Wednesday, April 14, 1999 Published at 13:20 GMT 14:20 UK
A third of women 'outdrink their men'
Women are drinking more heavily
A third of women regularly drink more than their partners, according to a survey of drinking habits.
Many are worried about their alcohol intake, but are confused about government recommended levels for safe drinking.
The findings of the survey by Family Circle magazine and the Portman Group, the representative of the drinks industry, is being presented to public health minister Tessa Jowell at a reception on Wednesday.
The poll of 400 women shows that one in 10 are drinking more than 21 units of alcohol a week.
Government guidelines say women should drink no more than two to three units a day.
A unit is equivalent to a glass of wine.
One in five says they are worried about the amount they are drinking and a quarter are concerned about the possible long-term effect on their health.
Most women say they drink because they like the taste of alcohol, but some cite stress as a factor.
Government research shows the number of women who drink heavily is increasing.
In the late 1980s, only 8% were drinking over 14 units a week.
The Family Circle survey says older women drink more often, with 21% of over-55s drinking daily.
But women under 35 are more likely to drink to excess. A third say they drink to make them more sociable and many have no problem going to the pub alone.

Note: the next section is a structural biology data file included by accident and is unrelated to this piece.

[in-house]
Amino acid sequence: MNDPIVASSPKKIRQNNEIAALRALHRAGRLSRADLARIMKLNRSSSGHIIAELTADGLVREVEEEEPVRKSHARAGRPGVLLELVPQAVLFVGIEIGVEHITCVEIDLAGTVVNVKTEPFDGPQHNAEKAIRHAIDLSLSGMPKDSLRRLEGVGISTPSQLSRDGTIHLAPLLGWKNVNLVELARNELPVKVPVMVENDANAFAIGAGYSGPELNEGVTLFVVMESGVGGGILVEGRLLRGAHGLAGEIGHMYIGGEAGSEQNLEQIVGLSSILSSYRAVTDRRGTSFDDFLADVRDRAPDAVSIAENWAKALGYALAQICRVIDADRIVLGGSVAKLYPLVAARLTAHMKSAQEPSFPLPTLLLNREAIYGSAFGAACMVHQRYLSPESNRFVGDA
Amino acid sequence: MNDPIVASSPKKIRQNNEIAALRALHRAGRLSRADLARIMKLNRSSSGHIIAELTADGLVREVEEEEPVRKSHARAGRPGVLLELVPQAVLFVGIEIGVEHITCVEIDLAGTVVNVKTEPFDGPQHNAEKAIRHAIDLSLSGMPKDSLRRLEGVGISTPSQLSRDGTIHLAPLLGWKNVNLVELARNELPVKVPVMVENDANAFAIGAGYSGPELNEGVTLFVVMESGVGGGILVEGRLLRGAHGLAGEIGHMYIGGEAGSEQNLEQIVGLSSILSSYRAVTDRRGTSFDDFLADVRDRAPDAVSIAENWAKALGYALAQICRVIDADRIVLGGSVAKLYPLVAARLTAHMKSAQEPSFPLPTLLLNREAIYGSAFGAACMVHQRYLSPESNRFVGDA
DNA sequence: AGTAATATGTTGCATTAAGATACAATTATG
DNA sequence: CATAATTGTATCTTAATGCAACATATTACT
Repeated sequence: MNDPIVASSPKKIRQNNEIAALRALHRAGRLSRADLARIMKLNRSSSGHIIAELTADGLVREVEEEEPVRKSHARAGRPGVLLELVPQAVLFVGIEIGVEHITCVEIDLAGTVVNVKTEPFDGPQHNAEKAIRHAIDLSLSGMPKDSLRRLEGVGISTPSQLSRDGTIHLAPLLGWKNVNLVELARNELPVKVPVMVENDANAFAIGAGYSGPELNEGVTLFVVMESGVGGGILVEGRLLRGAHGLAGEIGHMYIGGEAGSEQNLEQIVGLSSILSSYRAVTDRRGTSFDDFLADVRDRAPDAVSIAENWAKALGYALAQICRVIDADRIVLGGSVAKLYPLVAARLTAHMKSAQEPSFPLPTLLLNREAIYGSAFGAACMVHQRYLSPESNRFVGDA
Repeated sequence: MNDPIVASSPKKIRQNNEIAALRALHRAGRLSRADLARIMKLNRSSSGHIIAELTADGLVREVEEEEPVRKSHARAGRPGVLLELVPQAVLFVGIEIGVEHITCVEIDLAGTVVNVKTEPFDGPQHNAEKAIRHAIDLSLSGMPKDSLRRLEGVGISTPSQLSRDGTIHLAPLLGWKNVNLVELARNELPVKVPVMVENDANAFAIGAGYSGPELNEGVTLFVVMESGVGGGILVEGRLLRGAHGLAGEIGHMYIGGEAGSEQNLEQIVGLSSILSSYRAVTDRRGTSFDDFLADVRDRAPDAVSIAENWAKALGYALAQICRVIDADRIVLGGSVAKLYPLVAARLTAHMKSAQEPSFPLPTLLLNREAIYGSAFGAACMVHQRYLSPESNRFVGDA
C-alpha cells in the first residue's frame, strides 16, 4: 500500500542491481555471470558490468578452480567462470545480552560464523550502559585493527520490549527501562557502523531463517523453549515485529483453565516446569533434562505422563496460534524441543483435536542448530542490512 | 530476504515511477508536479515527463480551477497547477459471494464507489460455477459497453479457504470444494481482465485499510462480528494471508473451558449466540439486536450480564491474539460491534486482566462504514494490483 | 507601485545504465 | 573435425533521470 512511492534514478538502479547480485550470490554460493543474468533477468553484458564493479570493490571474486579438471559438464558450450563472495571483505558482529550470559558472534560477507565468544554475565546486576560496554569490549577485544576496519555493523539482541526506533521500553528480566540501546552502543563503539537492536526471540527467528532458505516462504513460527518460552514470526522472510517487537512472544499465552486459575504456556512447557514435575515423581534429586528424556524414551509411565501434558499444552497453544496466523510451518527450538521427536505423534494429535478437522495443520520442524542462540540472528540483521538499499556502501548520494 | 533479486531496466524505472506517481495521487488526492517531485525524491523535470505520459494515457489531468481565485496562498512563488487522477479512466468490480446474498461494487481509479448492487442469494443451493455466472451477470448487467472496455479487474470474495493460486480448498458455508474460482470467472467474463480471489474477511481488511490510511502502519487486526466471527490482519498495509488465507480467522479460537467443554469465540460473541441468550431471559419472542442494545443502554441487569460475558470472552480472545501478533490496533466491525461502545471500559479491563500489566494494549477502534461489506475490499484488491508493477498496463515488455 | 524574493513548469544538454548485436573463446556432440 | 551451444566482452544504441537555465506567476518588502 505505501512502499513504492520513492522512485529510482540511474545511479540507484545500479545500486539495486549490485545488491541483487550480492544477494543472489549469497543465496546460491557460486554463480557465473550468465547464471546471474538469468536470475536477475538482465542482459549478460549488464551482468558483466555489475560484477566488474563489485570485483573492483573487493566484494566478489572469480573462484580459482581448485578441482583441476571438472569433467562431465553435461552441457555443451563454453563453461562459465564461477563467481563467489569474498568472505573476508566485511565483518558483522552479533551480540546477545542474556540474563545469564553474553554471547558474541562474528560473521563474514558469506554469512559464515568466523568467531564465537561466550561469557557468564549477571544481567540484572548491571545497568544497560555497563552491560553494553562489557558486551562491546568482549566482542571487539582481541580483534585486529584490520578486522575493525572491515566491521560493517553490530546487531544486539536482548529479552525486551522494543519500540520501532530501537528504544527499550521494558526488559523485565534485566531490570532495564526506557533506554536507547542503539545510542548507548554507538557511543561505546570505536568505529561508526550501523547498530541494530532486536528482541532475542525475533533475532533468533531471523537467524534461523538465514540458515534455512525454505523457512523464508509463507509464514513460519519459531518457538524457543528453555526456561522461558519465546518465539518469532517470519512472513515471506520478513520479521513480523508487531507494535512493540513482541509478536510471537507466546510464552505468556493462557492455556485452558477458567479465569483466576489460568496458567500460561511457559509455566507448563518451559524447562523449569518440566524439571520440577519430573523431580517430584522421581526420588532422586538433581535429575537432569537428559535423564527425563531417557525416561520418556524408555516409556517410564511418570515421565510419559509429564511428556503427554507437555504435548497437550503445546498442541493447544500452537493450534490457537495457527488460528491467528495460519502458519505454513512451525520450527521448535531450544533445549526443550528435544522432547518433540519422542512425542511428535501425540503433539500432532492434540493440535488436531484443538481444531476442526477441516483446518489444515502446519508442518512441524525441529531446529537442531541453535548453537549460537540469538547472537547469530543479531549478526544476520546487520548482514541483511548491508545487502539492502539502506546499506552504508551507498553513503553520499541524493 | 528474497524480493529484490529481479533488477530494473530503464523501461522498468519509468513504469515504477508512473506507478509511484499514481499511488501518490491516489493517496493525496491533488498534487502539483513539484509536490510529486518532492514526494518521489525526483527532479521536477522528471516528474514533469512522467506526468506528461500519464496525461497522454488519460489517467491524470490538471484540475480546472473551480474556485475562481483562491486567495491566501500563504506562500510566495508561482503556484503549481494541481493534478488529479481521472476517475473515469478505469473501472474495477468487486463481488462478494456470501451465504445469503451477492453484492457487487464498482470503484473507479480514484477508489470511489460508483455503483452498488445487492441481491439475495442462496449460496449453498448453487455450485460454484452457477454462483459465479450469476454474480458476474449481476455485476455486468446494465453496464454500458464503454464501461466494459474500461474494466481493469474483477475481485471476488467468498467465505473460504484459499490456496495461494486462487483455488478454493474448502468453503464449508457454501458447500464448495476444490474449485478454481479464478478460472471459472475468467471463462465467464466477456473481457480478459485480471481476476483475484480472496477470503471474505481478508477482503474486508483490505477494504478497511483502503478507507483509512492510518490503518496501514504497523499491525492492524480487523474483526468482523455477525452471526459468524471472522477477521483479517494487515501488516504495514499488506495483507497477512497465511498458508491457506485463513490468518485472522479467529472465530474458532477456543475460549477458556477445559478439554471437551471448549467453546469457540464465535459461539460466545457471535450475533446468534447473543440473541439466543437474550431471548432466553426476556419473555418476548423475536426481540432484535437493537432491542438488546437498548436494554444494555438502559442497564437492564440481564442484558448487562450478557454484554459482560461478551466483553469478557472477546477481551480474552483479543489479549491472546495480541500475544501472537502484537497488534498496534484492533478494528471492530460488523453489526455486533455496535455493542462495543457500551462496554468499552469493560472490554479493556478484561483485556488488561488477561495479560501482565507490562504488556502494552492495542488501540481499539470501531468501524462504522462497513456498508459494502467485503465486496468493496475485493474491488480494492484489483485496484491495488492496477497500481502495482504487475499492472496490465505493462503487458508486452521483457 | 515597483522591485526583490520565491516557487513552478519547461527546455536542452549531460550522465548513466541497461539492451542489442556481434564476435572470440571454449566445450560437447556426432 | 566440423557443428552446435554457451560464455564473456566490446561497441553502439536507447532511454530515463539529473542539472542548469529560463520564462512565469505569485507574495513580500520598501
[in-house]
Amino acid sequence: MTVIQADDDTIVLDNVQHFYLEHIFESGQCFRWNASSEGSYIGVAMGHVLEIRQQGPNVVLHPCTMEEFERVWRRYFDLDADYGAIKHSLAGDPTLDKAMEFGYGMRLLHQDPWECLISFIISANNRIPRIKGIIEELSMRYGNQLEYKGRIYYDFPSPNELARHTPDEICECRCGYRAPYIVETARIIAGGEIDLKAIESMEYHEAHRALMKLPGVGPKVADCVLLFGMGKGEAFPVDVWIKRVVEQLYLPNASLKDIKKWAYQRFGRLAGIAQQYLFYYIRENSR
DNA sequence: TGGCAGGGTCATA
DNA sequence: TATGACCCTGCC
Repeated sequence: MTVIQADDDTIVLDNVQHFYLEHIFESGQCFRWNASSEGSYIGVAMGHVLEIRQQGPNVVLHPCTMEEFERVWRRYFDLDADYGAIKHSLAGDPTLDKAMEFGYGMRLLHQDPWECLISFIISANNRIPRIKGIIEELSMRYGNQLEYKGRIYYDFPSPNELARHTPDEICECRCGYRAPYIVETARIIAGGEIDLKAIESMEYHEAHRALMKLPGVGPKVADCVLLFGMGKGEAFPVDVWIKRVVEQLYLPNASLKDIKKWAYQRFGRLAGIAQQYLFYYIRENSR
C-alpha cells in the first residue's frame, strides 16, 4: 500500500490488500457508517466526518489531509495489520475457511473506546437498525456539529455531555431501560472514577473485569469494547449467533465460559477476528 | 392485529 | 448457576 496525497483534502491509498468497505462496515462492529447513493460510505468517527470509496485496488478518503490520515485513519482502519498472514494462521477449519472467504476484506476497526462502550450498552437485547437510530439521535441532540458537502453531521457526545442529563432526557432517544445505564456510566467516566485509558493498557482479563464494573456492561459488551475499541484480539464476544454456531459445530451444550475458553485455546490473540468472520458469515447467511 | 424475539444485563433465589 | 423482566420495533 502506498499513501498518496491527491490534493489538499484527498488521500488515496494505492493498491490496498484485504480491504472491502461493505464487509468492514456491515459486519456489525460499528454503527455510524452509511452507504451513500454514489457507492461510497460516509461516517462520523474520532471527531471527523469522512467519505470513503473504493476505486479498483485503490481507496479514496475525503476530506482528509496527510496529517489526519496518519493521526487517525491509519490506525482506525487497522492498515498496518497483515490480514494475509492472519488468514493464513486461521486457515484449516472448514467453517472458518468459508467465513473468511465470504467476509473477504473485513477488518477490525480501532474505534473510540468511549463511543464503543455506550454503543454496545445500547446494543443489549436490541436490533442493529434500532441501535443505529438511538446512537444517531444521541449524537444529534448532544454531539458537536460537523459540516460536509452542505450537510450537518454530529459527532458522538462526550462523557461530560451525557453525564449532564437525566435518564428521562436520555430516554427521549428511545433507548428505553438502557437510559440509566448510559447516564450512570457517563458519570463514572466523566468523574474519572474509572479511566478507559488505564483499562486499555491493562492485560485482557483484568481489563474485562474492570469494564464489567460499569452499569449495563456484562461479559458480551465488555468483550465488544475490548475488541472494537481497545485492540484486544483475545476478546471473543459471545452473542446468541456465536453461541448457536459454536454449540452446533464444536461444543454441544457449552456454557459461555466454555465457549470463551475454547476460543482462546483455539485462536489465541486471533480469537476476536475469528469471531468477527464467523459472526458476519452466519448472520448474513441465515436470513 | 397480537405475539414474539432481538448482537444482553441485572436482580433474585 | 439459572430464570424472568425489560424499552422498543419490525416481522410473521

Single women and those without children are the heaviest drinkers.
Sir Cliff Richard
Wine was the top choice of most women and their ideal drinking partners were Sir Cliff Richard, George Clooney and Sean Connery.
Forty-eight per cent said they felt more passionate after a drink.
The survey is part of Family Circle's Cheers without Tears campaign which aims to education women on recommended alcohol levels.
Jean Coussins, director of the Portman Group, said: "Most women already do drink sensibly, but a minority need more information about the risks they are taking."
The charity Alcohol Concern said it welcomed any effort to explain what recommended sensible drinking levels were.
However, a spokesman added: "We do not necessarily think the Portman Group is the right organisation to run a campaign as it represents the drinks trade.
"More money should be raised independently to run a major alcohol education campaign about the limits, especially since the death of the Health Education Authority's Drinkwise campaign several years ago."
The charity says the campaign could be funded from a levy on alcohol advertisements.
Changing social attitudes
The Institute for Alcohol Studies says research shows women are drinking more because of changing social attitudes, the increasing accessibility of alcohol and because the advertising industry is targeting them.
It adds that evidence exists that women suffer harm at lower levels of alcohol consumption than men.
This is not only because of differences in body weight, but also variations in their fat to water ratio.
They may also have lower levels of an enzyme that breaks down alcohol.
Women are more prone to liver damage than men and develop cirrhosis and hepatitis after a comparatively shorter period of heavy drinking than men.
Excess alcohol consumption has also been linked to breast cancer, infertility and foetal damage.